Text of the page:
Teacher accountability in context: Tanzanian primary school teachers' perceptions of local community and education administration

Research output: Contribution to journalArticle (Academic Journal)peer-review

25 Citations (Scopus)

Abstract

Evaluations, tied to specific programmes, need to be complemented by research that is more sensitive to context at the classroom level. A comparative approach may be used as a platform to move into a two-way conversation with the perspectives of practitioners in 'developing' countries and hence scrutinize internationally dominant notions of good teaching that are often assumed in applied research, such as evaluations. This paper draws on findings from a theoretically oriented study of primary school teacher identity in Tanzania, in which explicit comparisons are made with teacher identity in England. The analysis shows how Tanzanian teachers see their social identity and professional responsibilities as being co-constructed and shared with parents, the local community and education administration. A comparison is made with English constructs of professional responsibility and accountability in order to draw some lessons for the conduct and interpretation of evaluations.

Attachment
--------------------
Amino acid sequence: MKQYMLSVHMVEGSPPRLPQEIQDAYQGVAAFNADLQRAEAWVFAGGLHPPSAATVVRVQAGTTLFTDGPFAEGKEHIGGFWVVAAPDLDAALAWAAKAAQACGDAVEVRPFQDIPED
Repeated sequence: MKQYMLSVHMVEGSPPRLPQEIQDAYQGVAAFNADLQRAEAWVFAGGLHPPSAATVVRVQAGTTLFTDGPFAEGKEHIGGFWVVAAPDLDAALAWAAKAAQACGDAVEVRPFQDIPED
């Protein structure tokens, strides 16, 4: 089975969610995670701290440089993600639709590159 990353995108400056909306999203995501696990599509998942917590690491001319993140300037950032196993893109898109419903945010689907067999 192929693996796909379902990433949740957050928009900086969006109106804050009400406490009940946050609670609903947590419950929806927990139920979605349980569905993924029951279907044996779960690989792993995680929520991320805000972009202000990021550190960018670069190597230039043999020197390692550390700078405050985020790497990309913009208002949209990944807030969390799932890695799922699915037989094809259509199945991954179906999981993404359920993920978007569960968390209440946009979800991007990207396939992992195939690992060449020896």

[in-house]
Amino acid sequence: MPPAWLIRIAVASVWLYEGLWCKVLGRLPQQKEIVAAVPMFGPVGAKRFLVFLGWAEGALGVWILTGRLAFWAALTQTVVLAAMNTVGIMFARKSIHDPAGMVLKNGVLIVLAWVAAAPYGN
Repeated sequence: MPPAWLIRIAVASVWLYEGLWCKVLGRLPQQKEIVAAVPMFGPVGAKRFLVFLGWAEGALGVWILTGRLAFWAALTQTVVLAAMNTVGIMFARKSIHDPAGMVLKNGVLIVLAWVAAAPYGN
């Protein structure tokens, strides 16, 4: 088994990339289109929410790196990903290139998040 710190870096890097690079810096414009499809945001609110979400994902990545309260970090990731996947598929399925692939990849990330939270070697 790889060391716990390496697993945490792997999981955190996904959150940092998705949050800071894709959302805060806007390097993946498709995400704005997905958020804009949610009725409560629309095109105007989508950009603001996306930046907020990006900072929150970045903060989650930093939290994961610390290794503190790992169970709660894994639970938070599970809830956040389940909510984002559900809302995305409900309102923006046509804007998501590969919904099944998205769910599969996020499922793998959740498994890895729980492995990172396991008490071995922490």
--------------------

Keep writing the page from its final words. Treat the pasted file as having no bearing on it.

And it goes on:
Translated title of the contributionTeacher accountability in context: Tanzanian primary school teachers' perceptions of local community and education administration
Original languageEnglish
Pages (from-to)43 - 61
Number of pages19
JournalCompare: A Journal of Comparative and International Education
Volume35(1)
DOIs
Publication statusPublished - Mar 2005

Bibliographical note

Other identifier: 03057925

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